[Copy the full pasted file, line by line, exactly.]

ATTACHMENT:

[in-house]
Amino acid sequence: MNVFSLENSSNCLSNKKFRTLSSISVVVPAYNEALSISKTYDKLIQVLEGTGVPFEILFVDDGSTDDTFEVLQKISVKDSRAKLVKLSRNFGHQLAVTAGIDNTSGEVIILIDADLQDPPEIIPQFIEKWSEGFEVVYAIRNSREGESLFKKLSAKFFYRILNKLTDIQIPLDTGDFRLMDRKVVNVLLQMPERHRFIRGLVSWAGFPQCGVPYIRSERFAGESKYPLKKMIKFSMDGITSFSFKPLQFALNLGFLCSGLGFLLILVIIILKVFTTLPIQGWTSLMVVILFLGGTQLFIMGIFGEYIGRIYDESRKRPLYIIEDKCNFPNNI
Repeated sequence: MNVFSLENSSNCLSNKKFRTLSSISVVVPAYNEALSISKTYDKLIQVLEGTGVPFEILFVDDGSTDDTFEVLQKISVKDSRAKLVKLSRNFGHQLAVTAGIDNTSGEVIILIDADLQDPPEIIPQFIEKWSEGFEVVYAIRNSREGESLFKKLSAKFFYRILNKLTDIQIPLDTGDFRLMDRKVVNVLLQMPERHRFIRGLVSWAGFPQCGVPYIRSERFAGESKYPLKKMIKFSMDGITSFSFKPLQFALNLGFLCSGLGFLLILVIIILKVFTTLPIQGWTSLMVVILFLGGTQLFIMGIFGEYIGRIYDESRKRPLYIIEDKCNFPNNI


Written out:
[in-house]
Amino acid sequence: MNVFSLENSSNCLSNKKFRTLSSISVVVPAYNEALSISKTYDKLIQVLEGTGVPFEILFVDDGSTDDTFEVLQKISVKDSRAKLVKLSRNFGHQLAVTAGIDNTSGEVIILIDADLQDPPEIIPQFIEKWSEGFEVVYAIRNSREGESLFKKLSAKFFYRILNKLTDIQIPLDTGDFRLMDRKVVNVLLQMPERHRFIRGLVSWAGFPQCGVPYIRSERFAGESKYPLKKMIKFSMDGITSFSFKPLQFALNLGFLCSGLGFLLILVIIILKVFTTLPIQGWTSLMVVILFLGGTQLFIMGIFGEYIGRIYDESRKRPLYIIEDKCNFPNNI
Repeated sequence: MNVFSLENSSNCLSNKKFRTLSSISVVVPAYNEALSISKTYDKLIQVLEGTGVPFEILFVDDGSTDDTFEVLQKISVKDSRAKLVKLSRNFGHQLAVTAGIDNTSGEVIILIDADLQDPPEIIPQFIEKWSEGFEVVYAIRNSREGESLFKKLSAKFFYRILNKLTDIQIPLDTGDFRLMDRKVVNVLLQMPERHRFIRGLVSWAGFPQCGVPYIRSERFAGESKYPLKKMIKFSMDGITSFSFKPLQFALNLGFLCSGLGFLLILVIIILKVFTTLPIQGWTSLMVVILFLGGTQLFIMGIFGEYIGRIYDESRKRPLYIIEDKCNFPNNI